Understanding Why You Are Wracked With Guilt

Updated October 8, 2022 by BetterHelp Editorial Team

We've all experienced the uncomfortable feeling that we did something wrong. Guilt may be difficult to deal with, but in this article, we'll consider how. We'll look at ways to manage guilt and the causes of this awful feeling.

Have You Been Feeling More Guilty Than Usual Latelty?

Why Do I Feel Guilty?

A little guilt can be healthy. Guilt is defined as "a feeling of responsibility or remorse for some offense, crime, wrong, etc." Some think guilt exists as a means of stopping people from partaking in conduct that would alienate those closest to them. However, habitual feelings of guilt can also indicate a further, more deep-seated issue that needs to be addressed (such as survivor's guilt). Moreover, never experiencing guilt can be indicative of even worse clinical issues such as narcissism, psychopathy, or sociopathy.

Some of the most common symptoms of a guilt complex are as follows: shame, projecting blame onto others, self-blame, fretting over angering others, and otherwise taking accountability for the thoughts, feelings, and behaviors of other individuals. There is some evidence to support that women may experience guilt more than men.

Understanding Guilt

Before you can truly understand why you are wracked with guilt, you must first understand this emotion. A thorough comprehension of guilt can be quite insightful and solve many problems.

First and foremost, guilt's inception is purely mental. This means that people experience this emotion when they believe they have engendered harm or are otherwise responsible for someone else's misfortune. These feelings can exist regardless of whether or not the person is right or wrong. These troublesome thoughts later prompt the feeling that human beings refer to as guilt.

Causes of Guilt

A person's desire to understand why they are wracked with guilt is fair and intelligible. After all, addressing guilty feelings is a virtually impossible feat if someone is unable to unearth the source of their guilt.

If you are at this stage in the process of dealing with guilt, you should consider the fact that there are some common sources of the emotion. The five most common reasons behind an individual's guilt are: their behavior, something they want to do but have not (yet) followed through on, their own perceived behavior, failing to help another person to a certain degree, and surviving a situation in which others perished. There are associated factors and circumstances that accompany the common causes of guilt. Each case comes with its own solution, freeing the afflicted person from their feelings.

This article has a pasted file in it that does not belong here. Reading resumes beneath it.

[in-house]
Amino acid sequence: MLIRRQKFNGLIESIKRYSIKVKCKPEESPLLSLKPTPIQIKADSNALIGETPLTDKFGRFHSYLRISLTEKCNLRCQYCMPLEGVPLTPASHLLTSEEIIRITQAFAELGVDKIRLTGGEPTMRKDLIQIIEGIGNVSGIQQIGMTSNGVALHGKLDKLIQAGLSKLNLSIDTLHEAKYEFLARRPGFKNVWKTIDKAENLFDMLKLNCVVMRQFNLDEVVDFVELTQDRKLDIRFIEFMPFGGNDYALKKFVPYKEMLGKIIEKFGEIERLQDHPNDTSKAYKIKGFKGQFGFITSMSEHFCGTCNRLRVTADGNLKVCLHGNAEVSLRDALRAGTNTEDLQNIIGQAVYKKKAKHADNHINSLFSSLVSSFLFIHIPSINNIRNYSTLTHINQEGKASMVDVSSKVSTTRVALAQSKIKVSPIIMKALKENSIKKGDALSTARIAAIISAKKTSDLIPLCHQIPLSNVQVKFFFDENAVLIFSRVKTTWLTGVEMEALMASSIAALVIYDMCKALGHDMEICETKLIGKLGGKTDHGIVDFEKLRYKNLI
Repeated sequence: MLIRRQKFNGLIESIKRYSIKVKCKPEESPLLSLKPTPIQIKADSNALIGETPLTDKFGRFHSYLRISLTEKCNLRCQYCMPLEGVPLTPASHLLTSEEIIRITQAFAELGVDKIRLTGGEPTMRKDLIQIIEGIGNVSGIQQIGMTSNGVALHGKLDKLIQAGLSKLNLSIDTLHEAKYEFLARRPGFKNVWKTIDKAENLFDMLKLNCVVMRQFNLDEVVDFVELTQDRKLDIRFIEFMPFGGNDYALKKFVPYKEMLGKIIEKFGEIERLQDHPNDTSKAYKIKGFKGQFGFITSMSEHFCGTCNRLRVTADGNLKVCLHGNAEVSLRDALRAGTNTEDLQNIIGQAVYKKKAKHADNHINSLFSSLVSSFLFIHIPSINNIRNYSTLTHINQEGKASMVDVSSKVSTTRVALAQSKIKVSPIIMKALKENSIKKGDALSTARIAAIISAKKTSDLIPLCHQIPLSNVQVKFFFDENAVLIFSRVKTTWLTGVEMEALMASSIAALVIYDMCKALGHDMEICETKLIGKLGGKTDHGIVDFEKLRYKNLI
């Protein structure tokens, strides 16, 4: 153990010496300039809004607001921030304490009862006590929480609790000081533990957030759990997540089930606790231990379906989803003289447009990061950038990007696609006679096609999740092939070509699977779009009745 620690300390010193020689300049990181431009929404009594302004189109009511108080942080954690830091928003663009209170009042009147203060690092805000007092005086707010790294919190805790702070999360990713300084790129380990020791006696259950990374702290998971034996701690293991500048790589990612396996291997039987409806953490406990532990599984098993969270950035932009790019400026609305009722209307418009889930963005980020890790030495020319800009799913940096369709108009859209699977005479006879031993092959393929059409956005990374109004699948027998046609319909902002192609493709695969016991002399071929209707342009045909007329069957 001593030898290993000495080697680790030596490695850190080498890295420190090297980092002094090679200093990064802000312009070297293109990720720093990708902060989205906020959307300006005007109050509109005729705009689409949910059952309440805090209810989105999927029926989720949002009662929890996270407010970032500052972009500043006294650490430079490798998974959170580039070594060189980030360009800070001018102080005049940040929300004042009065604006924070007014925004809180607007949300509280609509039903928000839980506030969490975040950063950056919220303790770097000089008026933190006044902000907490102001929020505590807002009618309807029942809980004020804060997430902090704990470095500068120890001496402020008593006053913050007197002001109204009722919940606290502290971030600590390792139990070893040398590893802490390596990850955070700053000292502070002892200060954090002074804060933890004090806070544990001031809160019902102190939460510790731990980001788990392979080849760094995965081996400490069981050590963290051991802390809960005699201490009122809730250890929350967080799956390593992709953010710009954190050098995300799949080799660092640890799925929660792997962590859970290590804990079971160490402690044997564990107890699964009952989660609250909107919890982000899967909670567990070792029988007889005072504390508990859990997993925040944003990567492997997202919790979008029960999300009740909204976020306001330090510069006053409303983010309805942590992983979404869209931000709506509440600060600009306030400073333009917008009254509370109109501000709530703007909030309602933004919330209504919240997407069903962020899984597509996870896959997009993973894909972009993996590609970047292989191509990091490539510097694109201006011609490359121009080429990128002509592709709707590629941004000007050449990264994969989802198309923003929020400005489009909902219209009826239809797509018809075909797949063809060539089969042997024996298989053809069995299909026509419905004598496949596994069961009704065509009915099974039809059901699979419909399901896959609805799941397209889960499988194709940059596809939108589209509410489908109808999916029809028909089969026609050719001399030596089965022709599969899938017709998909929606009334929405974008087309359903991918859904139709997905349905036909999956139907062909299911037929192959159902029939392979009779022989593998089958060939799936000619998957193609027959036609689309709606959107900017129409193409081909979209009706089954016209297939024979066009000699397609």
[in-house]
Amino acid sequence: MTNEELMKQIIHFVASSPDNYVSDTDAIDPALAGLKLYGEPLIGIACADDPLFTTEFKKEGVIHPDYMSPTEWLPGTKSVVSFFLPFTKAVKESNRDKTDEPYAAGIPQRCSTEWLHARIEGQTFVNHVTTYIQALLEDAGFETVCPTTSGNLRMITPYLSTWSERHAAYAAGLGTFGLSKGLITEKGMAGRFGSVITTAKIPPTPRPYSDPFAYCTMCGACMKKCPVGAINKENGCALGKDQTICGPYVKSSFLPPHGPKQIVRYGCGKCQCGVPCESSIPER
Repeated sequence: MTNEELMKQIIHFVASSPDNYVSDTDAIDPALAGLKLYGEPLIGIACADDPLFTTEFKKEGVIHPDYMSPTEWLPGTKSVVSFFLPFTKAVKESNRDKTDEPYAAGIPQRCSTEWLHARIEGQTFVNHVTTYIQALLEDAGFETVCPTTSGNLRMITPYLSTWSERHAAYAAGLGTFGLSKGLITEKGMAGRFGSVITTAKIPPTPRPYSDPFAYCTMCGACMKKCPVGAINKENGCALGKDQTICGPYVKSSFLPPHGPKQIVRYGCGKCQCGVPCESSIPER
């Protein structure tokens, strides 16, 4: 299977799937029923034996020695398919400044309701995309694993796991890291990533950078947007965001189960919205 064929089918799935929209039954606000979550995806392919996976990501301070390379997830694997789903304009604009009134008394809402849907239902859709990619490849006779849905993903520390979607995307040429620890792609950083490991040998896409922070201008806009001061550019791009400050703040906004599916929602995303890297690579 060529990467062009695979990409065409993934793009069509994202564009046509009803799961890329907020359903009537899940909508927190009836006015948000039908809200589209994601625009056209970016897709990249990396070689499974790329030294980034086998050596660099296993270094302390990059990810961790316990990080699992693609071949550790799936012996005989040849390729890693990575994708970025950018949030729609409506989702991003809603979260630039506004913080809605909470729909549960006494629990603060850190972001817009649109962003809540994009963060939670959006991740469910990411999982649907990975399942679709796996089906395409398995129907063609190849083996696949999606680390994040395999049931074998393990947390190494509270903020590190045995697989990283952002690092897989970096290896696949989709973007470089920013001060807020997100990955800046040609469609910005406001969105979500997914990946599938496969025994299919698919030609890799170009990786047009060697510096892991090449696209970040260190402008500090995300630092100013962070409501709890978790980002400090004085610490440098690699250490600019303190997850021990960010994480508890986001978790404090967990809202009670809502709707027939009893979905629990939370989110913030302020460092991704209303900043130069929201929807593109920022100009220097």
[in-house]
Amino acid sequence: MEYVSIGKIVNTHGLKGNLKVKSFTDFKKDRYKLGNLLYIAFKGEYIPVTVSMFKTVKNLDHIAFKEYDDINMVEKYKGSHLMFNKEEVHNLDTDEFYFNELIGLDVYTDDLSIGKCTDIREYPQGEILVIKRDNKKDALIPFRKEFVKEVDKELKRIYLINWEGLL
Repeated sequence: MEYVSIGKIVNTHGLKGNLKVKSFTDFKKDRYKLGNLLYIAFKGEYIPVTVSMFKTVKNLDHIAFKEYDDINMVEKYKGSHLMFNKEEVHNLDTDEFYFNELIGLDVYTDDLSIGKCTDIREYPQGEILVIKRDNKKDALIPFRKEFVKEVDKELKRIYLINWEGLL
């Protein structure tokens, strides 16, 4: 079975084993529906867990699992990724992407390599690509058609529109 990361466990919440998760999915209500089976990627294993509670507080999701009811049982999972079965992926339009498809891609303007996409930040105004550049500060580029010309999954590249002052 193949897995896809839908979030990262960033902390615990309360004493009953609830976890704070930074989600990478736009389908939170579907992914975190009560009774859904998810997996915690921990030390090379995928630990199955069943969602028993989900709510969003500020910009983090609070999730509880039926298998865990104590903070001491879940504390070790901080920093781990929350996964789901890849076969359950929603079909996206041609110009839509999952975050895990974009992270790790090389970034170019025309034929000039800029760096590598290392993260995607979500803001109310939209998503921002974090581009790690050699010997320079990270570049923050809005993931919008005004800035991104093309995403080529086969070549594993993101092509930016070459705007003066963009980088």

• Guilt Due to One's Behavior: A person's conduct and decisions are one of the most recurrent reasons for being wracked with guilt. More often than not, their conduct either hurt someone placed in harm's way, or otherwise breached a moral, ethical, or legal boundary. Some frequent examples include feeling guilty for cheating on a significant other, causing a car accident, or even killing someone.
  • Guilt Due to an Unfulfilled Desire: Unfulfilled thoughts, cravings, or desires can also prompt feelings of guilt. This may come as a surprise to those who regard guilt as a feeling engendered by prior actions. But that's not always the case. Many people feel guilty for things they haven't done, but want to do. These feelings of guilt occur because the bothered person feels as though their unfulfilled desires may be indicative of a darker, more forbidden side of themselves.
  • Guilt Due to Perceived Conduct: Often people experience guilt because of a situation they believe they have caused, even though they really did not. At its worst, being wracked by this form of guilt can be indicative of delusions or other mental health symptoms associated with illness. However, false memories or unclear recollections can also be the reasons behind guilt from perceived conduct.
  • Guilt Due to Failure to Help Another Person. Many individuals find themselves wracked with guilt because they couldn't help a person whom they truly loved and cared for. The person can be a romantic partner, parent, child, relative, friend, or coworker. When someone truly cares for another individual who seems to be in trouble or distressed, the desire to be of aid is only humane. However, not everyone can be saved. Some people can be helped while others cannot. This is not indicative of any shortcomings or flaws of the person who tried to be of assistance.